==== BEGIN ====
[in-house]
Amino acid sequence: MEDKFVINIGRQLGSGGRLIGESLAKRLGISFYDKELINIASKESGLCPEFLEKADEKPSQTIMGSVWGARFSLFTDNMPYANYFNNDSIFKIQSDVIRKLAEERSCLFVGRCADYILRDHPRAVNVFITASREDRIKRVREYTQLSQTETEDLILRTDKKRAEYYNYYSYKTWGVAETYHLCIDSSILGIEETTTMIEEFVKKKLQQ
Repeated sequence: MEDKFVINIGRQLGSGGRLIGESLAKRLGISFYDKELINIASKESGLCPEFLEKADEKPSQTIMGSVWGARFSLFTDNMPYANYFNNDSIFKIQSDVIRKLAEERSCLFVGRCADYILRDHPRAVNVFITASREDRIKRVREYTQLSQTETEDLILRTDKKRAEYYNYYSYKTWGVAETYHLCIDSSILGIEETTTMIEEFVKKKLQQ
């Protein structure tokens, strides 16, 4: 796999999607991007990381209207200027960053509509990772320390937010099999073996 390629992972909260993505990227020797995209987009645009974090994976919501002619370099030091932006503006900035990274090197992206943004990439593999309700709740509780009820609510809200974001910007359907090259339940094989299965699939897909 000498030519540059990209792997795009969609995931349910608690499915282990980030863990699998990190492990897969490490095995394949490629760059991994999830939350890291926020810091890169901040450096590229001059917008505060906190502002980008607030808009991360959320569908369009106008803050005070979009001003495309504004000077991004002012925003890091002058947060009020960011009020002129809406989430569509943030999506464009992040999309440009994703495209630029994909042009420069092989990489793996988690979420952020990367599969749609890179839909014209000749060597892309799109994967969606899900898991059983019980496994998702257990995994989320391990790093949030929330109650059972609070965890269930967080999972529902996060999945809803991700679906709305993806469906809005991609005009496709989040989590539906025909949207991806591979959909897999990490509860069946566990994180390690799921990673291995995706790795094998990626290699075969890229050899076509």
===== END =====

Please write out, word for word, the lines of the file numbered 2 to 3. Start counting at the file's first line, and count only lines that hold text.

Amino acid sequence: MEDKFVINIGRQLGSGGRLIGESLAKRLGISFYDKELINIASKESGLCPEFLEKADEKPSQTIMGSVWGARFSLFTDNMPYANYFNNDSIFKIQSDVIRKLAEERSCLFVGRCADYILRDHPRAVNVFITASREDRIKRVREYTQLSQTETEDLILRTDKKRAEYYNYYSYKTWGVAETYHLCIDSSILGIEETTTMIEEFVKKKLQQ
Repeated sequence: MEDKFVINIGRQLGSGGRLIGESLAKRLGISFYDKELINIASKESGLCPEFLEKADEKPSQTIMGSVWGARFSLFTDNMPYANYFNNDSIFKIQSDVIRKLAEERSCLFVGRCADYILRDHPRAVNVFITASREDRIKRVREYTQLSQTETEDLILRTDKKRAEYYNYYSYKTWGVAETYHLCIDSSILGIEETTTMIEEFVKKKLQQ